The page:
2000 years young

Denderra , this is a bit of an odd mix as temples go. The style is all wrong, quite frankly if you had commissioned it, you would want your money back, but let me start at the beginning...

It's is 60km up river from Luxor and the best way to visit is on a full day's river cruise (£35 per person including buffet lunch, all transfers, temple entry and guides - Jolleys again).

children waving and shouting helloCruising up the Nile is an amazing way to see the rural way of life, 99% of the population live within a mile or so of the river (flying in you see a thin green strip slicing the eastern and western deserts), after the hassle and bustle of the city this is an ideal respite. Children play in the river and farmers work the land - they all shout 'hello' and 'welcome', waving their arms in what looks like some mad competition to see who can get a response from us. We all wave back.

Denderra Temple
Denderra temple has remains from over FOUR THOUSAND years ago, but what you see there now is an Egyptian Temple built around two thousand years ago by the last native Pharaoh and at the time the Romans had over run Egypt. This site (more interesting than amazing) has a strange mix of styles, the carvings of the gods combine Egyptian and Greco-Roman symbols, the columns are very much Roman style and it is the site of the first zodiac carving.shafts of light illuminate the glyphs This place was built to convert the locals to the roman gods, hence introducing Roman symbols and gods to Egyptian carvings. The carving's are in raised relief, most other places are carved into the stone - and by comparison to temples twice as old, the quality is pretty poor as well. All in all it looks like a cheap rush job by the conquering Romans to convert the locals. But, who am I to talk - it's an amazing ancient monument, full of interest. You can go down into the crypt, up onto the roof (via a stone winding staircase), there are long tunnels full of carvings and a sacred lake. It shows the evolution of Egypt perfectly.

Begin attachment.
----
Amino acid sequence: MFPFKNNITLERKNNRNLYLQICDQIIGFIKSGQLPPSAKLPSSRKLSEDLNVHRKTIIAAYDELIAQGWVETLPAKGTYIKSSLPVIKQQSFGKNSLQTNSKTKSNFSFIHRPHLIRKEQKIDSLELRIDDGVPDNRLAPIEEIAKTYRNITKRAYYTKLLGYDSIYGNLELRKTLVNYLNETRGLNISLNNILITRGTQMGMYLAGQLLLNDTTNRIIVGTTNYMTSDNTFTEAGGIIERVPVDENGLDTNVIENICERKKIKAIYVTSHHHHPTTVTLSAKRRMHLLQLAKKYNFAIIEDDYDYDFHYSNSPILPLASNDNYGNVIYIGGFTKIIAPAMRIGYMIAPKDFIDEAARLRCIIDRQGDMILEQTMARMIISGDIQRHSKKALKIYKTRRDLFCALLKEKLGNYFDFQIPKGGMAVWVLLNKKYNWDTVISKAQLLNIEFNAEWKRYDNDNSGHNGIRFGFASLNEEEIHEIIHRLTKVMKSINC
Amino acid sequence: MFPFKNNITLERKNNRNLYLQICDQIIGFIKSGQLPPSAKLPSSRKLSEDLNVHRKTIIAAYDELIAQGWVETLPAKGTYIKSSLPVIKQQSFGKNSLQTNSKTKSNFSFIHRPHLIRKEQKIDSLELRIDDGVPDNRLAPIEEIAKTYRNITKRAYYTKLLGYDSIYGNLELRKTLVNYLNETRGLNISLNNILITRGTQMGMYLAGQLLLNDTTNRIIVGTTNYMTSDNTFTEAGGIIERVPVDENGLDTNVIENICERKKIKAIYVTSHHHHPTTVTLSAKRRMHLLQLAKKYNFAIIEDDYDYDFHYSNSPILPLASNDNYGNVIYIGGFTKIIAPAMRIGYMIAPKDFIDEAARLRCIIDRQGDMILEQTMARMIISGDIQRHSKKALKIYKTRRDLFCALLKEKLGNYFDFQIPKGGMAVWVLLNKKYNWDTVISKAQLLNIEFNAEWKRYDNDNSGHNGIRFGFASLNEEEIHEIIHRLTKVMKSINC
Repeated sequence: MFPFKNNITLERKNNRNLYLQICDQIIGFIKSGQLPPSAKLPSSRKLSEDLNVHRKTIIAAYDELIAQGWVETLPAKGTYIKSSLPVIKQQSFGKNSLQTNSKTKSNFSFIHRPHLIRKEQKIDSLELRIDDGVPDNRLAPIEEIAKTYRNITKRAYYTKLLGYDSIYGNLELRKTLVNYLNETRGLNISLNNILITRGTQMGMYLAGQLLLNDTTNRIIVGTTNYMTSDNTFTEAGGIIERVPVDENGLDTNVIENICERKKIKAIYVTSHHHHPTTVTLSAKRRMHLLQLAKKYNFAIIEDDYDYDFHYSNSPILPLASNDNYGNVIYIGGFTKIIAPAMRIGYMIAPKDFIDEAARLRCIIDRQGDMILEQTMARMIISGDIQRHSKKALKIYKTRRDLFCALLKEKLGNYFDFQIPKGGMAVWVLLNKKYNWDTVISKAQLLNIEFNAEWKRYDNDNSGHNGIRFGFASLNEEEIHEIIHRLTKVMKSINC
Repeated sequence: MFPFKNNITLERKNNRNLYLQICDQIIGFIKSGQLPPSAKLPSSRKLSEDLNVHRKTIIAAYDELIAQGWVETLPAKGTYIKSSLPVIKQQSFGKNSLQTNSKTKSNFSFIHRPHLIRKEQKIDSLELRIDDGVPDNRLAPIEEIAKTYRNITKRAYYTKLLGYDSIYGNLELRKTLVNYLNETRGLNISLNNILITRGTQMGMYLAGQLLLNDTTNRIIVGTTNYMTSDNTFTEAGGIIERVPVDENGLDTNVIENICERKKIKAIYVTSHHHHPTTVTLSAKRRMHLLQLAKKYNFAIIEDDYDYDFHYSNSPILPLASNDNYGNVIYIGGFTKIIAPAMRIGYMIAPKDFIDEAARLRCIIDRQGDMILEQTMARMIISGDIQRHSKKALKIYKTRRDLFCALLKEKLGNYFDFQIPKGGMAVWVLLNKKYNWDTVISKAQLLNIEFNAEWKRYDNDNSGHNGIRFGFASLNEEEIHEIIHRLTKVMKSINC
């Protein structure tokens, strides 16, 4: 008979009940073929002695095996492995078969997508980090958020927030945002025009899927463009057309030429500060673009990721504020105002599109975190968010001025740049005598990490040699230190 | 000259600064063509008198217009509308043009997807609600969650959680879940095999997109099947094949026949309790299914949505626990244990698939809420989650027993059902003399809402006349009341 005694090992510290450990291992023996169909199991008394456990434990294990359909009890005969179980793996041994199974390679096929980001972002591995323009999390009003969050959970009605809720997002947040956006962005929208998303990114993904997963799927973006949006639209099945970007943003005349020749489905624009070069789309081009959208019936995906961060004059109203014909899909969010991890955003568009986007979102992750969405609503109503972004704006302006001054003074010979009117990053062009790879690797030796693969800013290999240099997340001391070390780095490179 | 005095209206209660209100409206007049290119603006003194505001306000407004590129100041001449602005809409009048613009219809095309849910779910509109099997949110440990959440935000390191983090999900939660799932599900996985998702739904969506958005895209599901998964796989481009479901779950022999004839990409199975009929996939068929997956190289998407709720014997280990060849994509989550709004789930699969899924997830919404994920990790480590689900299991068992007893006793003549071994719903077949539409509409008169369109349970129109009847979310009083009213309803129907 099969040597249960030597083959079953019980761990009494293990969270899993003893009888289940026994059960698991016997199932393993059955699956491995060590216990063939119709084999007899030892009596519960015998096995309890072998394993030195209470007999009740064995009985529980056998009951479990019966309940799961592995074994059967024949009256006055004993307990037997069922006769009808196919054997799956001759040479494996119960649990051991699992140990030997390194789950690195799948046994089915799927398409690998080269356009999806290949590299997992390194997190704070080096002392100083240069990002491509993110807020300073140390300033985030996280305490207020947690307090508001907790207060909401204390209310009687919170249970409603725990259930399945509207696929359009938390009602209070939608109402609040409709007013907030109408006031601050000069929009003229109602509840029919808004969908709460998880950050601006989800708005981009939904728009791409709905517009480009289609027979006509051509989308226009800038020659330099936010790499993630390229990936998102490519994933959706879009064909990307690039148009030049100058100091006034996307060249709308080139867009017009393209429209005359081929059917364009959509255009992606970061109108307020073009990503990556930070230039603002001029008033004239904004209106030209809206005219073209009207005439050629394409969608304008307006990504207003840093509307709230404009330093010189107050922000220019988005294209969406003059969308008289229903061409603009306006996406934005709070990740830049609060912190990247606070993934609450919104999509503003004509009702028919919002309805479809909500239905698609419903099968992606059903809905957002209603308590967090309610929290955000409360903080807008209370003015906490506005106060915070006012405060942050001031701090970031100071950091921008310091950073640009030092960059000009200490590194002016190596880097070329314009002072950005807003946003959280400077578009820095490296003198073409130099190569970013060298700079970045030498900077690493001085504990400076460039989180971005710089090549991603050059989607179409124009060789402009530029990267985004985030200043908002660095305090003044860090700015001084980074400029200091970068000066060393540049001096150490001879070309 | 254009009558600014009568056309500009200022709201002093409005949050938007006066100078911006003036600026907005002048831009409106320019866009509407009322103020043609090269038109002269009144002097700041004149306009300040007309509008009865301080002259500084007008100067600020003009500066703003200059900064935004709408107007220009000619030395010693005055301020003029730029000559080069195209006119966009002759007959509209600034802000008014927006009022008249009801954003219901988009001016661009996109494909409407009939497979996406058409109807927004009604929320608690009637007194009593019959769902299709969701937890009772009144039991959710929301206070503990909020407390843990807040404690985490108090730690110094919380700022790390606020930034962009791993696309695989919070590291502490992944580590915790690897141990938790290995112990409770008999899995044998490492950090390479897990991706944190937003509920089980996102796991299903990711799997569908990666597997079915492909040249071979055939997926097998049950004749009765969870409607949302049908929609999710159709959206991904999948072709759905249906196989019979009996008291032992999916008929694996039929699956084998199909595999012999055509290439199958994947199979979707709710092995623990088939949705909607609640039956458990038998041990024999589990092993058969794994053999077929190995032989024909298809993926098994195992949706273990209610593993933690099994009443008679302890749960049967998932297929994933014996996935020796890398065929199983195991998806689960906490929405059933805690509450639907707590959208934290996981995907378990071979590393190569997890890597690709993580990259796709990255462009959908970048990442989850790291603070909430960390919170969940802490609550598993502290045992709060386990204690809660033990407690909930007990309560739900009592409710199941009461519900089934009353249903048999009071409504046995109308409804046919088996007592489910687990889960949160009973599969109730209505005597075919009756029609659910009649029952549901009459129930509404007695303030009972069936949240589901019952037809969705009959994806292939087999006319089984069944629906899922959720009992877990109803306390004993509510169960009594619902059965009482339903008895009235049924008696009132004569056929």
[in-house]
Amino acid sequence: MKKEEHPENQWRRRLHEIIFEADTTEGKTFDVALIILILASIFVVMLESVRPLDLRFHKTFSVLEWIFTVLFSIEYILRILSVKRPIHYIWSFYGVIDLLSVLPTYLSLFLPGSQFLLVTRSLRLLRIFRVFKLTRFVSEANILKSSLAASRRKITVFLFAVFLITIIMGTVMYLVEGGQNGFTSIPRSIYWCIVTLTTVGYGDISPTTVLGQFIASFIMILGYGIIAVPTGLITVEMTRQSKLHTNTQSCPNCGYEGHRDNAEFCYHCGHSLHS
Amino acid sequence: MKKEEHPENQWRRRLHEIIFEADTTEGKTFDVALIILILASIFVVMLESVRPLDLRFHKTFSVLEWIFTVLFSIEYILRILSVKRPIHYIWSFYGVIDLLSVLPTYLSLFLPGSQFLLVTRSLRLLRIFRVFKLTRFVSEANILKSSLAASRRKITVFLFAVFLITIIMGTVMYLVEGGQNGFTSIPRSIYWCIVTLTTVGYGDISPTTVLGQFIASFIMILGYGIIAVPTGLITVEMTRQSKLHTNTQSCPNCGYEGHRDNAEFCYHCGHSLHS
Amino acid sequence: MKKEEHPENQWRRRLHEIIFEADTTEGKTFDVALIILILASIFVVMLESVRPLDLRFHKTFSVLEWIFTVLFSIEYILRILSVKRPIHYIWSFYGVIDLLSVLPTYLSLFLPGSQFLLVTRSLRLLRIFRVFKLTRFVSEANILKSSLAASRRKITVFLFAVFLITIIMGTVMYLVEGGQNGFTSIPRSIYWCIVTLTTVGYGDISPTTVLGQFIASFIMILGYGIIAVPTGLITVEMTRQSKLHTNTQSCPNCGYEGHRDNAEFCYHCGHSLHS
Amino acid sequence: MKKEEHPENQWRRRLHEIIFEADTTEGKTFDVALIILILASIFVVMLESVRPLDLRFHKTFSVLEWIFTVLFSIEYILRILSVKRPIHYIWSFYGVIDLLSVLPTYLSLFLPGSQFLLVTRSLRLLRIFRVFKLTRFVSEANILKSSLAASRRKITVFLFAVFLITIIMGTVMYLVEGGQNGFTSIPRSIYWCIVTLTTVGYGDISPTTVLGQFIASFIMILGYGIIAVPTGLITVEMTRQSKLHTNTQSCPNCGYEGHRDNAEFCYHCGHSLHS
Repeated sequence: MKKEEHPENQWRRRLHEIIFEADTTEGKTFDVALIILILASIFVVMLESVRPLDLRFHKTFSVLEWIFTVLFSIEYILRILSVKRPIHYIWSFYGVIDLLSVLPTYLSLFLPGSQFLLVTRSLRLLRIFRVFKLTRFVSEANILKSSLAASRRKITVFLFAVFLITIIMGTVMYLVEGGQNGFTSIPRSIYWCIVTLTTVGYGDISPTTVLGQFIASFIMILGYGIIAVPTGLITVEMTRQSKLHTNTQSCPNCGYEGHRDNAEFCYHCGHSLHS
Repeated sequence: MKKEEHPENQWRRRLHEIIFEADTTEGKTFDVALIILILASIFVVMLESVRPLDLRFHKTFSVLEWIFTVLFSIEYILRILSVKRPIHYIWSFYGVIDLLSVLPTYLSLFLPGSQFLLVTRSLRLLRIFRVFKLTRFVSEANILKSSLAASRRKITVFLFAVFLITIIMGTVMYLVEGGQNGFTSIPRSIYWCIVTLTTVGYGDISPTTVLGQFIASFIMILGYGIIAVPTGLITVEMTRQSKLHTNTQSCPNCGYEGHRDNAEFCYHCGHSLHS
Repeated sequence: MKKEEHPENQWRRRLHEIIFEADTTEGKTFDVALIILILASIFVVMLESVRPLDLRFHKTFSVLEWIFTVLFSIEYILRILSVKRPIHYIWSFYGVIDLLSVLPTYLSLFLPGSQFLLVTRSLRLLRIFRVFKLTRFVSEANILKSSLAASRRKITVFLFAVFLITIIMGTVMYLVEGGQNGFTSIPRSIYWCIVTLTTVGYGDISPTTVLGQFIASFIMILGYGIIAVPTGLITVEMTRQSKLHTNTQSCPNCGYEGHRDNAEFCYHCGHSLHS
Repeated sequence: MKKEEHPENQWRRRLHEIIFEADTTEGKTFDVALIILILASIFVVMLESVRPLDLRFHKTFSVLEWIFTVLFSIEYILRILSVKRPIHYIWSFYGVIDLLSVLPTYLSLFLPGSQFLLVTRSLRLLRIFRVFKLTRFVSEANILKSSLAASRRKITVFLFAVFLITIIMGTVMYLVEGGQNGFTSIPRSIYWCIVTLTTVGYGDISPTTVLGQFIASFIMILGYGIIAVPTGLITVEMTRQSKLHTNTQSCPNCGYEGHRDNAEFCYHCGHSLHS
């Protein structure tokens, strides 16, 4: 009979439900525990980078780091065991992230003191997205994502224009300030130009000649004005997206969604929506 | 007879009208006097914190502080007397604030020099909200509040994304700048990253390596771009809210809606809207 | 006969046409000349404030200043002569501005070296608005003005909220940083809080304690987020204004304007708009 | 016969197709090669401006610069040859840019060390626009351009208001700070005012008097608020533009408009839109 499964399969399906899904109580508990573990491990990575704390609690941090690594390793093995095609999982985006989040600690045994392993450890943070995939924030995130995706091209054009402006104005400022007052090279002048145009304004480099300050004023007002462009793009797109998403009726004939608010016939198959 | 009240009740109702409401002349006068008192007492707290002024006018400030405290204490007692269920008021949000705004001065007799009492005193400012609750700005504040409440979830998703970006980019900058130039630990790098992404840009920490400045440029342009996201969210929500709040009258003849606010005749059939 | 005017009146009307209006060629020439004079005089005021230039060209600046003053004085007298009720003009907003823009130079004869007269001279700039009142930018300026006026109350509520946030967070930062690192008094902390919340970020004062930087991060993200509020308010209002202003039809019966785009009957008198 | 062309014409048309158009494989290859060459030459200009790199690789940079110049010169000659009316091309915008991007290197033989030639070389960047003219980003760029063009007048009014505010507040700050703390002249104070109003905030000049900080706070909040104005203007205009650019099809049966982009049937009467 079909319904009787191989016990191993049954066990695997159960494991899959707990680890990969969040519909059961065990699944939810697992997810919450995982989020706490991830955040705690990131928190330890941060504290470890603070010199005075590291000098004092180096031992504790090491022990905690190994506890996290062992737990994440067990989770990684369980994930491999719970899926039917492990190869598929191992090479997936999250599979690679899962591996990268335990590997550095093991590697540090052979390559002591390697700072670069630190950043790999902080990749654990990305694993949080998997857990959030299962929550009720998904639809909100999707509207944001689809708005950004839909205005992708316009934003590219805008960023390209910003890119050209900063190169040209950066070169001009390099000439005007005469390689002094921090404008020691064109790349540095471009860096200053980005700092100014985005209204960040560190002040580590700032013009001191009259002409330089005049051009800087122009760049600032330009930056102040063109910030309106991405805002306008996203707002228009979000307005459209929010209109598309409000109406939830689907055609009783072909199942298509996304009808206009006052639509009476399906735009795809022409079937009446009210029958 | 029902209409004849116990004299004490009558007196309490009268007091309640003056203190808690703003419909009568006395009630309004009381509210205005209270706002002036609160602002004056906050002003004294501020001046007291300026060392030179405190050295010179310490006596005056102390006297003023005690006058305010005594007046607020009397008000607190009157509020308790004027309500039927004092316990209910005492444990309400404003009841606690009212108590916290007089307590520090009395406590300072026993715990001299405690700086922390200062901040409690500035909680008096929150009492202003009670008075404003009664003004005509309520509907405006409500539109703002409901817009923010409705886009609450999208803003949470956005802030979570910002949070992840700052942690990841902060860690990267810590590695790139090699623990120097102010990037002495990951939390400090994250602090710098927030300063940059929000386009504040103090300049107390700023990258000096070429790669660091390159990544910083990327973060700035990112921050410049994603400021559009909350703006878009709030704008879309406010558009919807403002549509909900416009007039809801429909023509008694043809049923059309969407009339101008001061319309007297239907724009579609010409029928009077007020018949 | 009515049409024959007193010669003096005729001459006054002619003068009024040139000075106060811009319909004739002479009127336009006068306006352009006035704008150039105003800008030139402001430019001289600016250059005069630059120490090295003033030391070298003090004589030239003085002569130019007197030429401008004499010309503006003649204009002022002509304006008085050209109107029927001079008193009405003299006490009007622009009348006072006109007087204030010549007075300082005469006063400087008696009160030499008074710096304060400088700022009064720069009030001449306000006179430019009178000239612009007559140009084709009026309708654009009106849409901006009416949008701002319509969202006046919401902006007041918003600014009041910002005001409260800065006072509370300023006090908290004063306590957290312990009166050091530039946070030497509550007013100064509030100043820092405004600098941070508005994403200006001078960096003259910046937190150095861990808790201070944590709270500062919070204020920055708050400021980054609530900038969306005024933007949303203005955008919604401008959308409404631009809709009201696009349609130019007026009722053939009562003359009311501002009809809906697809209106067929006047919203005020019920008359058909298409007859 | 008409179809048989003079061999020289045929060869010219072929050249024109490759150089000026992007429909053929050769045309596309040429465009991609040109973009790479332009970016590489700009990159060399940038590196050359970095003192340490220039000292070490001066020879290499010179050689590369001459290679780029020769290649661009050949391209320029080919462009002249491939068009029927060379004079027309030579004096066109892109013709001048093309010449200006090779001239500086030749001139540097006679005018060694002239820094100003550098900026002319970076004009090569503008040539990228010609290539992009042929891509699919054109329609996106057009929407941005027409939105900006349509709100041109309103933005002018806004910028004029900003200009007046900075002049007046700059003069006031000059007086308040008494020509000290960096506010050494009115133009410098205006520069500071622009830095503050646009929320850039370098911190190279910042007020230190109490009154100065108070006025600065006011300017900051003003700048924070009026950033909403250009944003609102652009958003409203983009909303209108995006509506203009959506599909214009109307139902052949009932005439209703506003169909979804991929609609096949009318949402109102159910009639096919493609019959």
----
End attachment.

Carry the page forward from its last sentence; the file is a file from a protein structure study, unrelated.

As I walk round I split away from the group to take pictures without too much human clutter and every time I take a photo I turn around to move on and there's a polish lady waiting to take exactly the same picture it was a little bizarre, although she stopped short of taking the same picture of Kathy in front of a statue!

The smile of the day came after we had arrived at the temple and the guide made the joke about the temple being only 2000 years old and therefore it's one of the new ones. One of the little old dears came out with 'it does look new doesn't it - in very good condition', the bloke next to her replied 'Mother, this is the ticket office and toilet block'

We cruise back to Luxor and even take afternoon tea and cake - how civilised!
0 Responses